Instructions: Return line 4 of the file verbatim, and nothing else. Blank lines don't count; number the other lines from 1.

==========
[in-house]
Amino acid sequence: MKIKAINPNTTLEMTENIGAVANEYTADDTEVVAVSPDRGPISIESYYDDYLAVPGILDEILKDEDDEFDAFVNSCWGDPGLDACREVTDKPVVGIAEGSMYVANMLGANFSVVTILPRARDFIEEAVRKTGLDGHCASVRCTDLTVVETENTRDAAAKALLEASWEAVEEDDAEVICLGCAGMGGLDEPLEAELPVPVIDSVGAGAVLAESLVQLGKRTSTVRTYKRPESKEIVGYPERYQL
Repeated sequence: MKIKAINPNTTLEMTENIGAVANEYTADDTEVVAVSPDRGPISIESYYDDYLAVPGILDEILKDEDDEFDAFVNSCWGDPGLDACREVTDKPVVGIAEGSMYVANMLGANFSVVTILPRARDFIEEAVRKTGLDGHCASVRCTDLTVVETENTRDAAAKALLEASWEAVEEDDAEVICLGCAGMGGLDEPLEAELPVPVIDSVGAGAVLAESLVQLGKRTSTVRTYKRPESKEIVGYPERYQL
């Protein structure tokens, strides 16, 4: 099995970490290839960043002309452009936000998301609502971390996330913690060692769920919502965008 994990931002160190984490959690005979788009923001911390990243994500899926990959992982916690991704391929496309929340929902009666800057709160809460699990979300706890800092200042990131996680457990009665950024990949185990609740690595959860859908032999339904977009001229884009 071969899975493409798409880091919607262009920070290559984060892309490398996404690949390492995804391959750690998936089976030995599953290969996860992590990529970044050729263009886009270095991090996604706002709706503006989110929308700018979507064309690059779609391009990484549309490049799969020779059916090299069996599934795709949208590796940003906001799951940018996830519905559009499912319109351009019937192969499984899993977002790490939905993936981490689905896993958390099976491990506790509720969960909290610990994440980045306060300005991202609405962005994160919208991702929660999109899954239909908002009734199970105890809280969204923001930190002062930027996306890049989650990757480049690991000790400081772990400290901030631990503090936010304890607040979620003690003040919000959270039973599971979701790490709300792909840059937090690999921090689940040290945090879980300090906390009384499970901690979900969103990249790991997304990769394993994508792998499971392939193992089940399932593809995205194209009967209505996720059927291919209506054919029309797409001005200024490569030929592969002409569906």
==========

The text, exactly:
């Protein structure tokens, strides 16, 4: 099995970490290839960043002309452009936000998301609502971390996330913690060692769920919502965008 994990931002160190984490959690005979788009923001911390990243994500899926990959992982916690991704391929496309929340929902009666800057709160809460699990979300706890800092200042990131996680457990009665950024990949185990609740690595959860859908032999339904977009001229884009 071969899975493409798409880091919607262009920070290559984060892309490398996404690949390492995804391959750690998936089976030995599953290969996860992590990529970044050729263009886009270095991090996604706002709706503006989110929308700018979507064309690059779609391009990484549309490049799969020779059916090299069996599934795709949208590796940003906001799951940018996830519905559009499912319109351009019937192969499984899993977002790490939905993936981490689905896993958390099976491990506790509720969960909290610990994440980045306060300005991202609405962005994160919208991702929660999109899954239909908002009734199970105890809280969204923001930190002062930027996306890049989650990757480049690991000790400081772990400290901030631990503090936010304890607040979620003690003040919000959270039973599971979701790490709300792909840059937090690999921090689940040290945090879980300090906390009384499970901690979900969103990249790991997304990769394993994508792998499971392939193992089940399932593809995205194209009967209505996720059927291919209506054919029309797409001005200024490569030929592969002409569906």